Smith Says

  • Tuesday, October 18, 2011

Did you hear about the Massachusetts family who got lost in a Halloween corn maze and called 9-1-1?
Police in Danvers, MA received the panicked call about 6:32 p.m. on Oct. 9. The mom said the family was all turned around at Connors Farm, near Salem. (Cue creepy Stephen King music and witchy cackles.)
In the recorded call, which was released to the media on Oct. 11, the woman said she, her husband and their children had become disoriented and were done trying to get out of the 7-acre maze.
It's really dark,” she informed the dispatcher, “And we've got a 3-week-old baby with us." (My response would be “WHY?” but I’ve never had a kid, so maybe trucking an infant through a maze after dark is something moms routinely do.)
After being assured officers were on the way, the mother blurted, “We thought this would be fun. Instead it's a nightmare. I don't know what made us do this.” (I have a good idea, but let’s wait a minute.)
Police arrived and a tracking dog located the family almost immediately. They were…. wait for it… 25 feet from the street. Less than 10 yards from freedom.
Maze owner Bob Connors said it usually takes people about an hour to find their way out of the towering cornstalks. But, he said cheerfully, “I’m sure they won’t be the last family who gets lost in there. I have a feeling it's going to be a real busy season."
Three-week-old baby aside, I suspect what made Mom step into the maze is the same impulse that gets me into trouble: She thought, “How bad can it be?”
I ask myself that every time before I get lost, which is roughly nine times a day.
My name is Julie, and I have no sense of direction. None.
I can’t find my toothbrush without a map. I leave a trail of crumbs when I walk to the mailbox. At any given moment, I have no idea whether I’m facing north, south or the seventh circle of hell.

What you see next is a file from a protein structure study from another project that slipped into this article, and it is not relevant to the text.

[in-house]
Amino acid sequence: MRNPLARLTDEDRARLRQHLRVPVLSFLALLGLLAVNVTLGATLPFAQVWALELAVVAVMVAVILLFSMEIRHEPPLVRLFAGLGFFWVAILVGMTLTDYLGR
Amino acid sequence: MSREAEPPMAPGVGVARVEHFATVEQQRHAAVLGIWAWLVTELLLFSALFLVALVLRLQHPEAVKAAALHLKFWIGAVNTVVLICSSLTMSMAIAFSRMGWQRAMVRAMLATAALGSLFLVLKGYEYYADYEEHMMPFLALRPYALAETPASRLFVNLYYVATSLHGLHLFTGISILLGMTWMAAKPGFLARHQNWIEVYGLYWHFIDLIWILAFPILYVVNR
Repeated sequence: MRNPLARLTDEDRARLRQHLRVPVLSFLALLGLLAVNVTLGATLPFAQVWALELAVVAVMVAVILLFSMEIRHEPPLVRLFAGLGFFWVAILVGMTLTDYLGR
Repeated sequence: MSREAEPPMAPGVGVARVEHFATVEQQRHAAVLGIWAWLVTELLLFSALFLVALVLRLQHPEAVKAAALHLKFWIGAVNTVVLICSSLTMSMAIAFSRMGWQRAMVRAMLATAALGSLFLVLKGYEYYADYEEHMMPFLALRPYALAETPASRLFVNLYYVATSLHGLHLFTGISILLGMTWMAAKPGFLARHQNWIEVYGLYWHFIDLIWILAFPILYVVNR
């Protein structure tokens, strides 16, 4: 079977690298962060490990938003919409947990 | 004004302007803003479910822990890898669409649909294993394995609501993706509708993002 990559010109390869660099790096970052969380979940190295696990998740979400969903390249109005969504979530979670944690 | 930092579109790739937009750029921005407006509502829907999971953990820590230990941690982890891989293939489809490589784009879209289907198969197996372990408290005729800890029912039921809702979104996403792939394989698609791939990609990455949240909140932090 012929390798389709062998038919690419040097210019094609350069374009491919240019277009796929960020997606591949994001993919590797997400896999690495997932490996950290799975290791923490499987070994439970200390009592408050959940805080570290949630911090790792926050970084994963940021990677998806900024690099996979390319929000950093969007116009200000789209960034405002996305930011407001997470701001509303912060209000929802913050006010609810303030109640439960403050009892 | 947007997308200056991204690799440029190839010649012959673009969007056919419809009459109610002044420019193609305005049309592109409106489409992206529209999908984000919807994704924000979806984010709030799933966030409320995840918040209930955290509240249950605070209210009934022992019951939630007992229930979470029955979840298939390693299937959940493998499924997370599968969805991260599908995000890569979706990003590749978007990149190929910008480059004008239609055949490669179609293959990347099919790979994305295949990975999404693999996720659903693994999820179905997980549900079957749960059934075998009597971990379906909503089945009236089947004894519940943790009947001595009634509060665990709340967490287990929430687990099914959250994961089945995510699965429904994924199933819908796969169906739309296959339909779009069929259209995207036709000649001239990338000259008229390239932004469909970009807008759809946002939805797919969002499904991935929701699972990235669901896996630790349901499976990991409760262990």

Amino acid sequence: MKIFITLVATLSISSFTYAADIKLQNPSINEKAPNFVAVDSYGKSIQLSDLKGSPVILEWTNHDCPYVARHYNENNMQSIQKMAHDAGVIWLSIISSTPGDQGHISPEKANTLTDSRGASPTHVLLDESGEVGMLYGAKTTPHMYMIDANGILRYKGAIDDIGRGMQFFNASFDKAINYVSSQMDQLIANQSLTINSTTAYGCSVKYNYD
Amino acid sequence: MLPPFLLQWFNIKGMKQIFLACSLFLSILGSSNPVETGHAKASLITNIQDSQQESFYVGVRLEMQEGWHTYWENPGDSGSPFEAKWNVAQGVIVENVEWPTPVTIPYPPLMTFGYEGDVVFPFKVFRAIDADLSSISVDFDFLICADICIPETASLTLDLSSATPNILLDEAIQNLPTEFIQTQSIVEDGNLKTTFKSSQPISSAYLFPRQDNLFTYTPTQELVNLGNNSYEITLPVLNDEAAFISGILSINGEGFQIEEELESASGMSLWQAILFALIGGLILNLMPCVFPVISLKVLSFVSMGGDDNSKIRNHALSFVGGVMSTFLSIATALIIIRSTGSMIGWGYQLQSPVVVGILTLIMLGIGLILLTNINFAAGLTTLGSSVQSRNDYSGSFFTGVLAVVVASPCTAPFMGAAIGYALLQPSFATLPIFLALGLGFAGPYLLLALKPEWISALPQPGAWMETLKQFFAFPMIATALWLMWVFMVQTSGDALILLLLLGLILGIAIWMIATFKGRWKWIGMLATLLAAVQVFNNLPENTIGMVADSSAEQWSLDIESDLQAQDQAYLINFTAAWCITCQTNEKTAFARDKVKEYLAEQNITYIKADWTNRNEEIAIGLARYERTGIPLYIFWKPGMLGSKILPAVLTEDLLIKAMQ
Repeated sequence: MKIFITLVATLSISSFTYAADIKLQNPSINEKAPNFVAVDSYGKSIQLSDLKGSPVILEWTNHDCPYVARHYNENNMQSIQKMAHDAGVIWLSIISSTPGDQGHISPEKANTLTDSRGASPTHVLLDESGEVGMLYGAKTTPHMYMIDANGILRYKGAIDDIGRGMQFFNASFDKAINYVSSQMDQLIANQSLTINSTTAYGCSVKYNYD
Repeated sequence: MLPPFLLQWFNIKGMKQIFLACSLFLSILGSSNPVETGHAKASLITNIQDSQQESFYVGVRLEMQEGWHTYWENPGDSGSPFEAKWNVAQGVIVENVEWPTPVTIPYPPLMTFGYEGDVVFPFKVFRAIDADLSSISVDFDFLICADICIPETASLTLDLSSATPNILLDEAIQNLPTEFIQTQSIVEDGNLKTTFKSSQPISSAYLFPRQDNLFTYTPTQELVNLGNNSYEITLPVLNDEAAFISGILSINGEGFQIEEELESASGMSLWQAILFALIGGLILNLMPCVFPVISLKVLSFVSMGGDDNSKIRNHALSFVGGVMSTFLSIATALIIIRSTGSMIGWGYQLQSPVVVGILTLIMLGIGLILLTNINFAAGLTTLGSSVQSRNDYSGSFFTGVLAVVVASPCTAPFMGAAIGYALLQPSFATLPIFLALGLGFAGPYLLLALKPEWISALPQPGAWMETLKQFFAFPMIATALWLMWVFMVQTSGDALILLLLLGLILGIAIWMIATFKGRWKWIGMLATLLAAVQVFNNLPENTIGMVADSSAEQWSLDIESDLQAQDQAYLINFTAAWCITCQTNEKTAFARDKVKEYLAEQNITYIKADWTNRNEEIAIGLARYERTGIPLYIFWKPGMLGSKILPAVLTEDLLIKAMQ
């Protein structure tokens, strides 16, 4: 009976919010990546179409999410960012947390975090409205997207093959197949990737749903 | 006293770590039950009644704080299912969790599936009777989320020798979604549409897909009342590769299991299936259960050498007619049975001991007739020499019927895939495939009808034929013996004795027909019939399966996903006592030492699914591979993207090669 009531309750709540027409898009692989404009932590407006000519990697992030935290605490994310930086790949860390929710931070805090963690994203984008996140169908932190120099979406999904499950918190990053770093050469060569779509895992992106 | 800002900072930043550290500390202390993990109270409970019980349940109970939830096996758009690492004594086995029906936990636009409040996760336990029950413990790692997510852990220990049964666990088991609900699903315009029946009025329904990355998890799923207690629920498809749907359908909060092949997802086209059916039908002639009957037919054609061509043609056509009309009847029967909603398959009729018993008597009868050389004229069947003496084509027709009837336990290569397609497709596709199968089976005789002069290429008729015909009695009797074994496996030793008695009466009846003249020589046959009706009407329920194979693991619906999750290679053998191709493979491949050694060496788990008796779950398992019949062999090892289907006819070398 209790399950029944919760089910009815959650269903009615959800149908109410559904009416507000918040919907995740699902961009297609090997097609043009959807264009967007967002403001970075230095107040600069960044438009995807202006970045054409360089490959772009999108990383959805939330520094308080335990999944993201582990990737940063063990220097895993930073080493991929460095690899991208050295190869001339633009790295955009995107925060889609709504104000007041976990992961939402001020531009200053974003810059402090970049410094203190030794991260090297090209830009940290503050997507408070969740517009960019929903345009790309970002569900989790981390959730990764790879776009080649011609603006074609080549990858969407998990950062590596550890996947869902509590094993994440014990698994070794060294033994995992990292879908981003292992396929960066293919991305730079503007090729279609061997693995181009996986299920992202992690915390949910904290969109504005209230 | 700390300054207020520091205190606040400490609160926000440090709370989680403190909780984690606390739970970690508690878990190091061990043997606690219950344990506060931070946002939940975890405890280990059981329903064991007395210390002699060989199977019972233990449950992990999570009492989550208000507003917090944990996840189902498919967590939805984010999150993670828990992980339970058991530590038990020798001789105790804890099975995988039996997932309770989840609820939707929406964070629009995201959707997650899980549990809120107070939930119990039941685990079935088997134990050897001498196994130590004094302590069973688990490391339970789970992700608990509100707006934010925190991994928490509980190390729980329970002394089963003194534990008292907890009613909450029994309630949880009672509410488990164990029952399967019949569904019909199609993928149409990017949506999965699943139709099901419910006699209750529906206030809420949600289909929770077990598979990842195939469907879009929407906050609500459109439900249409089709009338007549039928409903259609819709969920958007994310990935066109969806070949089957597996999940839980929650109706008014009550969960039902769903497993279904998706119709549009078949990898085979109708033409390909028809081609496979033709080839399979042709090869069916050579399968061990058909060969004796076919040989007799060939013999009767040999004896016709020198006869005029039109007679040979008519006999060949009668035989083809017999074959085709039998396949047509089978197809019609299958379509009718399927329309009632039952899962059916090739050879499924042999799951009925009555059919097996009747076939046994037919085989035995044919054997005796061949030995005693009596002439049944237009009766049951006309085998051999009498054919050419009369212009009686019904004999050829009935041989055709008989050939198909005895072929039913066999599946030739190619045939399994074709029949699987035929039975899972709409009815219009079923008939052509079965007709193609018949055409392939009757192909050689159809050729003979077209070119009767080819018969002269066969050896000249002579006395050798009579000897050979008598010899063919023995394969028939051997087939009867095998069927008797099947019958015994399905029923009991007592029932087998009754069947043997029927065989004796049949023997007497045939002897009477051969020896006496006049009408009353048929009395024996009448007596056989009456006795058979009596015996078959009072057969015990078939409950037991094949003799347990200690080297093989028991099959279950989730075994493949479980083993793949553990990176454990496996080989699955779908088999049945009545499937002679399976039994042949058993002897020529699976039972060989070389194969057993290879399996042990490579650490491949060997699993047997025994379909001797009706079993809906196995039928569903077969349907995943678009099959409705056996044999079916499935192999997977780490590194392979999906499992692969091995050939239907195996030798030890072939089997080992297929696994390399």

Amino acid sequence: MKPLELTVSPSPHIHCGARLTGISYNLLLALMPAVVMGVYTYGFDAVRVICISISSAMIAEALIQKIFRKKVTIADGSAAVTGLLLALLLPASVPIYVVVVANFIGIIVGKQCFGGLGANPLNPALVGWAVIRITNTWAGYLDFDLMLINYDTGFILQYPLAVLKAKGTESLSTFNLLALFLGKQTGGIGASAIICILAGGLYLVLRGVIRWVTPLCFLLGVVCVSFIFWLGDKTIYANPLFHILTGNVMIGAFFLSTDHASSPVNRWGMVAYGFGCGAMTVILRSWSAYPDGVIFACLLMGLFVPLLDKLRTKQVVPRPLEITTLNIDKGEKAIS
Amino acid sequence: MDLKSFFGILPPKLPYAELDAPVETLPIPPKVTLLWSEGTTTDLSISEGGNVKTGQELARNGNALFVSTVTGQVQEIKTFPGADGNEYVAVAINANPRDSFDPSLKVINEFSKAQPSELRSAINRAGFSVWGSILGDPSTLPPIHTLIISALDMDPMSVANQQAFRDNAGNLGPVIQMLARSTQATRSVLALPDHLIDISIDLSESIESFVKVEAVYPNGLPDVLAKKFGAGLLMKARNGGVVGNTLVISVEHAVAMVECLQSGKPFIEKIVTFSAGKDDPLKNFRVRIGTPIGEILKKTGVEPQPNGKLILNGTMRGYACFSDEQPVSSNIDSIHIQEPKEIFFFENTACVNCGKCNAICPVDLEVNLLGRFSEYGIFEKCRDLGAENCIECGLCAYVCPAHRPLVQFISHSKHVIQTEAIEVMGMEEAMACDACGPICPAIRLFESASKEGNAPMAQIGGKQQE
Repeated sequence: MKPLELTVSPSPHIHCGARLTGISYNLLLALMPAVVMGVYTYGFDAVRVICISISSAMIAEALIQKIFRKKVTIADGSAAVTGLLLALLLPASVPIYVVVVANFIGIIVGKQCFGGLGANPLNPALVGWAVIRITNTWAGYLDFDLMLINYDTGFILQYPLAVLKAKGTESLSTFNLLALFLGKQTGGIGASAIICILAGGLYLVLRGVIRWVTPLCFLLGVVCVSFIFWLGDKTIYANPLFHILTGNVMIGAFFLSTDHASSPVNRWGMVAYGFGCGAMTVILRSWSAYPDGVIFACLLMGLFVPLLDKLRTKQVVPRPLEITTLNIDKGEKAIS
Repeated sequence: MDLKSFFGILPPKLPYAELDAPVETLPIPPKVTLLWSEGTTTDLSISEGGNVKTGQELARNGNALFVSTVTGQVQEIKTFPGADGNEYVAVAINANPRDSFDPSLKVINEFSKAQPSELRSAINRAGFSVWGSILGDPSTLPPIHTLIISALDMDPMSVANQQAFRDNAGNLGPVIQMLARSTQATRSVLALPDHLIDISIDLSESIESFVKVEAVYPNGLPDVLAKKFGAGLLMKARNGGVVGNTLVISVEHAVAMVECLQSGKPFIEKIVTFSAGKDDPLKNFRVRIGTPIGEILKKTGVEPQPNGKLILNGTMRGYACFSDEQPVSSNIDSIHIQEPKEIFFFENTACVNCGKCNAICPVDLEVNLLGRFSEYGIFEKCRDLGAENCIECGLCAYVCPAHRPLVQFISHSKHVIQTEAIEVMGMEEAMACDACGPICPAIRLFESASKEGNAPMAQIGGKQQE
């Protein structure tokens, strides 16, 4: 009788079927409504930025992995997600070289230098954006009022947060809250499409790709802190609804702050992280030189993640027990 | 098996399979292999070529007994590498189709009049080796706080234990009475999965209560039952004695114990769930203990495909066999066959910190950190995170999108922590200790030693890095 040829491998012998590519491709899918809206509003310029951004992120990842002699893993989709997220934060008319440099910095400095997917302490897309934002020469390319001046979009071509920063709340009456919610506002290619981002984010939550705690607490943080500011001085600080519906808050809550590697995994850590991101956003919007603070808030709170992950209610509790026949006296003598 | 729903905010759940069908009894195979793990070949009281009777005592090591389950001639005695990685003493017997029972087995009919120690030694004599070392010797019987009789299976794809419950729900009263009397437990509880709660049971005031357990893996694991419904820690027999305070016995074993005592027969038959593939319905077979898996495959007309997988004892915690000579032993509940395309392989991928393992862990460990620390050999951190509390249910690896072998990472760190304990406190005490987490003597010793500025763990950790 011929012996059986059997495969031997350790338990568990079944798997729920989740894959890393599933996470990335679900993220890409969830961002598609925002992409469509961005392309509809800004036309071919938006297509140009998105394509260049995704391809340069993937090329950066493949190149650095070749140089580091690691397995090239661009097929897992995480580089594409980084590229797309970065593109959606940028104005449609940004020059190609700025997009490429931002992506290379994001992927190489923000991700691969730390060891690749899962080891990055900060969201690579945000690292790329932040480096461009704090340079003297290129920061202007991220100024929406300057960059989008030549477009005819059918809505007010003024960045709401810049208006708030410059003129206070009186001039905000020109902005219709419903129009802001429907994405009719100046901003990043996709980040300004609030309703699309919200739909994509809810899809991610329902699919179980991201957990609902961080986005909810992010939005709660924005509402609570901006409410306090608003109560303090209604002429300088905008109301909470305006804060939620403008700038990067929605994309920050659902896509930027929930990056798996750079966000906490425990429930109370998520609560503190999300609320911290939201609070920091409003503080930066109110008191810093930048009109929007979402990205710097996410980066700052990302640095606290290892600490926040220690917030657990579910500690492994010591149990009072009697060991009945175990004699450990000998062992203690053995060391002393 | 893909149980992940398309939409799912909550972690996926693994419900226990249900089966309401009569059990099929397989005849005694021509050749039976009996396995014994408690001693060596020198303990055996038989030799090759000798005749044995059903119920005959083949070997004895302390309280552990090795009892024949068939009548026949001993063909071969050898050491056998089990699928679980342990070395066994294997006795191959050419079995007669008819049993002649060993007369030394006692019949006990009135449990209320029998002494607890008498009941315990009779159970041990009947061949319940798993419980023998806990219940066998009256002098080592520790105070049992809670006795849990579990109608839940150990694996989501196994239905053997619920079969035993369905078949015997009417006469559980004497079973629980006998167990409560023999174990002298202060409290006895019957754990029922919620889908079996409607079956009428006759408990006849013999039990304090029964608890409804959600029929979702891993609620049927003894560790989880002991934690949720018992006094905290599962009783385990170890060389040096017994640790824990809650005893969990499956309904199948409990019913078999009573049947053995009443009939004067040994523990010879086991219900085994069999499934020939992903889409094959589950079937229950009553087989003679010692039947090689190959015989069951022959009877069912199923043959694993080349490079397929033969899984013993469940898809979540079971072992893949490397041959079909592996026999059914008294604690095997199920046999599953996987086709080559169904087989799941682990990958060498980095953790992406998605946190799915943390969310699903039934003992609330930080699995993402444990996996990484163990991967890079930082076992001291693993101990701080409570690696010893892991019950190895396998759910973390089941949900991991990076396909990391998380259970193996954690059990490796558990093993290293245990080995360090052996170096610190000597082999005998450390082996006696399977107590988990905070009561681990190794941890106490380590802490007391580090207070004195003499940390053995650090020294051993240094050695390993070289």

I have GPS in my car, which only sounds comforting. It actually means that an icy voice keeps screaming, “Turn left. TURN LEFT!!!!” as I drive the wrong way down one-way streets.
It has always been thus. As a child I got lost walking home from school, the park and the corner store. Thirty years ago I went to pick up my mother’s dog from the vet and wound up somewhere south of Memphis. We lived in North Carolina.
Today, after 22 years in the lowcountry, I still can’t get to Sullivan’s Island. I have no clue where Awendaw or Hollywood might be.
My husband tries to be understanding, but this is a man who can fly to a foreign country and drive to a business using nothing but symbols scrawled on a cocktail napkin.
When we were dating he took me to Las Vegas. One day I asked him to stop at a convenience store. I went in, bought a soda, walked out the opposite door and wandered around the parking lot until he spotted me and blew the horn. He was laughing hysterically. And three months later he married me anyway.
Luckily, he’s still laughing. And I stay far away from mazes.
Julie R. Smith, whose lack of direction is probably a metaphor for mental issues, can be reached at widdleswife@aol.com

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